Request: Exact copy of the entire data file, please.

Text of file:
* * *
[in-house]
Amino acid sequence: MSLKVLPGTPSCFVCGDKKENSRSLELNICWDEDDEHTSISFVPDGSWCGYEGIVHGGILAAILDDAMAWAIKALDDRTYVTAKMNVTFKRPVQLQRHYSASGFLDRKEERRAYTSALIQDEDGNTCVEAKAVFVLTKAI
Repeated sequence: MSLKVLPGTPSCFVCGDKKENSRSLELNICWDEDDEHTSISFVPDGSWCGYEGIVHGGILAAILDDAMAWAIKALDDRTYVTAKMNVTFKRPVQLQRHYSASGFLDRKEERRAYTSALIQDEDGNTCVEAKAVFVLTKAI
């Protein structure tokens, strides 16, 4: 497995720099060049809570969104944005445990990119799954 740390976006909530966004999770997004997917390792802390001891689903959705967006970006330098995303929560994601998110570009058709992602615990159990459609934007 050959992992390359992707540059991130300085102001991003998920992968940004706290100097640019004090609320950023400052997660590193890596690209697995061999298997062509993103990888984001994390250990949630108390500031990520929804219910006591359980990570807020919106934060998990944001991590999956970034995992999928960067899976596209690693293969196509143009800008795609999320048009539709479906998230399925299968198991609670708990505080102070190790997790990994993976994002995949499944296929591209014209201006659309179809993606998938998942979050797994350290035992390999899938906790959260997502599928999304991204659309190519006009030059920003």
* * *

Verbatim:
[in-house]
Amino acid sequence: MSLKVLPGTPSCFVCGDKKENSRSLELNICWDEDDEHTSISFVPDGSWCGYEGIVHGGILAAILDDAMAWAIKALDDRTYVTAKMNVTFKRPVQLQRHYSASGFLDRKEERRAYTSALIQDEDGNTCVEAKAVFVLTKAI
Repeated sequence: MSLKVLPGTPSCFVCGDKKENSRSLELNICWDEDDEHTSISFVPDGSWCGYEGIVHGGILAAILDDAMAWAIKALDDRTYVTAKMNVTFKRPVQLQRHYSASGFLDRKEERRAYTSALIQDEDGNTCVEAKAVFVLTKAI
């Protein structure tokens, strides 16, 4: 497995720099060049809570969104944005445990990119799954 740390976006909530966004999770997004997917390792802390001891689903959705967006970006330098995303929560994601998110570009058709992602615990159990459609934007 050959992992390359992707540059991130300085102001991003998920992968940004706290100097640019004090609320950023400052997660590193890596690209697995061999298997062509993103990888984001994390250990949630108390500031990520929804219910006591359980990570807020919106934060998990944001991590999956970034995992999928960067899976596209690693293969196509143009800008795609999320048009539709479906998230399925299968198991609670708990505080102070190790997790990994993976994002995949499944296929591209014209201006659309179809993606998938998942979050797994350290035992390999899938906790959260997502599928999304991204659309190519006009030059920003």